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From Wikipedia, the free encyclopedia

Three string instruments (17th century).
Three string instruments (17th century).
Harpist Elaine Christy plays with both hands approaching the strings from either side of the harp. The harp is a chordophone with prominent strings.
Harpist Elaine Christy plays with both hands approaching the strings from either side of the harp. The harp is a chordophone with prominent strings.

A chordophone is a musical instrument that makes sound by way of a vibrating string or strings stretched between two points. It is one of the four main divisions of instruments in the original Hornbostel-Sachs scheme of musical instrument classification.

Hornbostel-Sachs divides chordophones into two main groups: instruments without a resonator as an integral part of the instrument (which have the classification number 31, also known as simple); and instruments with such a resonator (which have the classification number 32, also known as composite). Most western instruments fall into the second group, but the piano and harpsichord fall into the first. Hornbostel and Sachs' criterion for determining which sub-group an instrument falls into is that if the resonator can be removed without destroying the instrument, then it is classified as 31. The idea that the piano's casing, which acts as a resonator, could be removed without destroying the instrument, may seem odd, but if the action and strings of the piano were taken out of its box, it could still be played. This is not true of the violin, because the string passes over a bridge located on the resonator box, so removing the resonator would mean the strings had no tension.

Curt Sachs also broke chordophones into four basic categories, "zithers, lutes, lyres and harps."[1]

What many would call string instruments are classified as chordophones. Violins, guitars, lyres, and harps are examples. However, the word also embraces instruments that many would hesitate to call string instruments, such as the musical bow and the piano (which, although sometimes called a string instrument, is also called a keyboard instrument and a percussion instrument).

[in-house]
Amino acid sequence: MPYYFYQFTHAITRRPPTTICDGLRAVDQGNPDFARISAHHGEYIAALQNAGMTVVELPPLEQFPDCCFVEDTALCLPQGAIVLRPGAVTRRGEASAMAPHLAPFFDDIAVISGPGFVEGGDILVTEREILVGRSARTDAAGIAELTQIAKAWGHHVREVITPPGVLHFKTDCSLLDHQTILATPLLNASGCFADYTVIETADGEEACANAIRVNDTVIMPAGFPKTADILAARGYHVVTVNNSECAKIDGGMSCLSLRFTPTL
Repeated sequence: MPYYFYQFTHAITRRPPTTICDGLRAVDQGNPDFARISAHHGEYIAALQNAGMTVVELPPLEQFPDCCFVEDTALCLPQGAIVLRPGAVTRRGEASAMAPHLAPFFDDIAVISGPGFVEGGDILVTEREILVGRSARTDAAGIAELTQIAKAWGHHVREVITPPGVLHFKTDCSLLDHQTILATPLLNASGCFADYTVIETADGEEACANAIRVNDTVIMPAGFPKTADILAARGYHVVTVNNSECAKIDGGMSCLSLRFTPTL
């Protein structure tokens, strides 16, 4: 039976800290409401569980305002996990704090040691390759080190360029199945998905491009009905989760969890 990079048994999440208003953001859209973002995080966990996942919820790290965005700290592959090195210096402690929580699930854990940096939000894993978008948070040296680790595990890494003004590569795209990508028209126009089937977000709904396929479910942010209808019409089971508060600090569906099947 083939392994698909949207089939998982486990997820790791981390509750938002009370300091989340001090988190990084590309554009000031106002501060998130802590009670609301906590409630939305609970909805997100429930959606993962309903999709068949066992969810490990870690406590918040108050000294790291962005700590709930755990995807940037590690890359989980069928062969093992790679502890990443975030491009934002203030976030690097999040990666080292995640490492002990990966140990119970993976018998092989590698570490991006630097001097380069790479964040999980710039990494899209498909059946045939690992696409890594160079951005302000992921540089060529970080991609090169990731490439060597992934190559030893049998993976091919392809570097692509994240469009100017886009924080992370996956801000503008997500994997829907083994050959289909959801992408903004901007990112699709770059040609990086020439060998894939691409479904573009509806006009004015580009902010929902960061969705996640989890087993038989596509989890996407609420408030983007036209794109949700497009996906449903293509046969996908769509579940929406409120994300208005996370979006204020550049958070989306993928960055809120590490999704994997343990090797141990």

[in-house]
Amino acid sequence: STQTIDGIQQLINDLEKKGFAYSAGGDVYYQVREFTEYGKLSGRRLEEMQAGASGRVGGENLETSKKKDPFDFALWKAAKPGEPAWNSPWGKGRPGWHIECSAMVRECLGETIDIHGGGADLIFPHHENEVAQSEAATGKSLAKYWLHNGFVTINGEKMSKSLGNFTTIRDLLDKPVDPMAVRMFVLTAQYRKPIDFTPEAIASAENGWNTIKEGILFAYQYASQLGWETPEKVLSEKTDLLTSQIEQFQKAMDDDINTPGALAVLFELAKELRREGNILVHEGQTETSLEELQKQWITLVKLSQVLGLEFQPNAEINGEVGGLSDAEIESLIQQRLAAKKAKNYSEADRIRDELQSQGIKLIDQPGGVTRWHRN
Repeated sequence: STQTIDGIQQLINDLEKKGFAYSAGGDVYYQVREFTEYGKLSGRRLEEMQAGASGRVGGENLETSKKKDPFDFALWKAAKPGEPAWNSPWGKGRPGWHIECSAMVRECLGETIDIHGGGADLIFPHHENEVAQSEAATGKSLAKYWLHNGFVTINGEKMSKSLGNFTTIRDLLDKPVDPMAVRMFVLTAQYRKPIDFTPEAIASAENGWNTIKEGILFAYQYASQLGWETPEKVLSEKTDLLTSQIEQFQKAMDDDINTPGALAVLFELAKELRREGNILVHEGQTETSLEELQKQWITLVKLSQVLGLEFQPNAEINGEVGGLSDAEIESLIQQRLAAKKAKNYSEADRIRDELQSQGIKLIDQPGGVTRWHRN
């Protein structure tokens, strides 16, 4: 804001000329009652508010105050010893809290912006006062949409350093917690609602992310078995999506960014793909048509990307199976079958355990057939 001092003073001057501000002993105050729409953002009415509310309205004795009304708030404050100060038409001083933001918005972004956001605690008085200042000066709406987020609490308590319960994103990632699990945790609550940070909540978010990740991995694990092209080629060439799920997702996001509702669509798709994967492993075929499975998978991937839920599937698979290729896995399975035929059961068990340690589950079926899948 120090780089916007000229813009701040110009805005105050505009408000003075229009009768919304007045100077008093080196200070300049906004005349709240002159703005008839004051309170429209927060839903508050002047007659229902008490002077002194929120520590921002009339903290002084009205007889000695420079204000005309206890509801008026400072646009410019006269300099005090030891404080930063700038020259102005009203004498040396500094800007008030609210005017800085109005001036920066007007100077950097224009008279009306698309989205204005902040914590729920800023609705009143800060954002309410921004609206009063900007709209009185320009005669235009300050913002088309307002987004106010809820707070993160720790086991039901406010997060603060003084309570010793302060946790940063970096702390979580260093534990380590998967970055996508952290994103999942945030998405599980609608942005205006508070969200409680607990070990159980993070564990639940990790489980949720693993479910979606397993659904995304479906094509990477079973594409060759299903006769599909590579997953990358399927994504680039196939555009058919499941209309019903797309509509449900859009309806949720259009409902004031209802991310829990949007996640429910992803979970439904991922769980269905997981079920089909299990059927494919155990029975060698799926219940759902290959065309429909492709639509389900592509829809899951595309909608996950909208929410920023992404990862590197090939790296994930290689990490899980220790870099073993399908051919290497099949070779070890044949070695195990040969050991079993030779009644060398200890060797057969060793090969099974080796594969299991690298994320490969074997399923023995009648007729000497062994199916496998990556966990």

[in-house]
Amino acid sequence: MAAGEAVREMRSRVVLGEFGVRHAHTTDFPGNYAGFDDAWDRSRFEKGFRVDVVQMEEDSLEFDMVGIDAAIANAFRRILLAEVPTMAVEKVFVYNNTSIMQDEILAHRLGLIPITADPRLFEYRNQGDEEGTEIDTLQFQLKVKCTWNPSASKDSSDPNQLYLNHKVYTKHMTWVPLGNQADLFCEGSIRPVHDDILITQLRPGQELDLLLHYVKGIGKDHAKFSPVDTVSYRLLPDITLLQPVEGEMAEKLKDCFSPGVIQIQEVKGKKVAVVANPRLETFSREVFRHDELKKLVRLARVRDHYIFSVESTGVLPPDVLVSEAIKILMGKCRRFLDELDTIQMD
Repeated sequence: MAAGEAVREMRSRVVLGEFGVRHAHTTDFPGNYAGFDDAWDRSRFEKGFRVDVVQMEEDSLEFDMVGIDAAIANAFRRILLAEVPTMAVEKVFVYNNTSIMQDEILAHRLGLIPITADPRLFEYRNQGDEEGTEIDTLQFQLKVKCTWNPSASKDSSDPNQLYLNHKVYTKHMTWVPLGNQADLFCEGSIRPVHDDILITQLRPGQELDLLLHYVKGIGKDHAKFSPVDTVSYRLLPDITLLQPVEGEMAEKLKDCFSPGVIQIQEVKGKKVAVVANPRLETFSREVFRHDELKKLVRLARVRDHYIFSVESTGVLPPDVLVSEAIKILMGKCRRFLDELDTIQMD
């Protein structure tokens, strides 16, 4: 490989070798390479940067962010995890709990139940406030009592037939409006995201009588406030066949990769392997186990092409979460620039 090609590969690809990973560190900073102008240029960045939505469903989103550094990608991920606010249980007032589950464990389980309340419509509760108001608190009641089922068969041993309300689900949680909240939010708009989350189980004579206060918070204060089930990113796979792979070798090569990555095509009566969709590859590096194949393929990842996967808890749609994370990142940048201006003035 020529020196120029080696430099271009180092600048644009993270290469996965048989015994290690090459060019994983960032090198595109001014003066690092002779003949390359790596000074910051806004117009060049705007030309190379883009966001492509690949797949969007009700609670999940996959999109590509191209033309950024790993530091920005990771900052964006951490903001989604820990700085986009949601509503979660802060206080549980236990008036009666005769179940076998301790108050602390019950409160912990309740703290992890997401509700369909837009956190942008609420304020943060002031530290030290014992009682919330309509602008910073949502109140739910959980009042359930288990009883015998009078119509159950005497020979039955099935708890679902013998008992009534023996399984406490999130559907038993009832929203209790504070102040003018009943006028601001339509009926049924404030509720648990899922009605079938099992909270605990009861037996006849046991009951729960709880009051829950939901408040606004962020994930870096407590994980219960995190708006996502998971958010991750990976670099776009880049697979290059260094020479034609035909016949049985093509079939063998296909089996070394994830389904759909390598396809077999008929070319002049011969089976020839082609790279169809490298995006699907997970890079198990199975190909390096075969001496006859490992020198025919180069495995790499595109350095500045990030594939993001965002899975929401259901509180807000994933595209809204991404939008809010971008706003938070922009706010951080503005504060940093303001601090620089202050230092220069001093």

Electric string instruments often have an electromagnetic pickup that produces a signal that can be amplified. The electric guitar is the most common example, but many other chordophones use pickups—including mandolins, violins, and the overtone koto.

How chordophones work

When a chordophone is played, the strings vibrate and interact with each other. There is usually something that makes the sound resonate, such as the body of a guitar or violin. The strings are set into motion by either plucking (like a harp), strumming (like a guitar), by rubbing with a bow (like a violin, cello or double bass), or by striking (like a piano or berimbau). Common chordophones are the banjo, cello, double bass, dulcimer, guitar, harp, lute, piano, sitar, ukulele, viola and violin.

Origins and development

A 3,300-year-old stone carving of a Hittite bard playing a stringed instrument is the oldest iconographic representation of a chordophone and clay plaques from Babylonia show people playing an instrument that has a strong resemblance to the guitar, indicating a possible Babylonian origin for the guitar.

List of chordophones

See also

References

  1. ^ a b c d Sachs, Curt (1940). The History of Musical Instruments. New York: W. W. Norton & Company. pp. 463–467.
  2. ^ a b Sachs, Curt (1940). The History of Musical Instruments. New York: W. W. Norton & Company. p. 464.
This page was last edited on 23 June 2020, at 15:35
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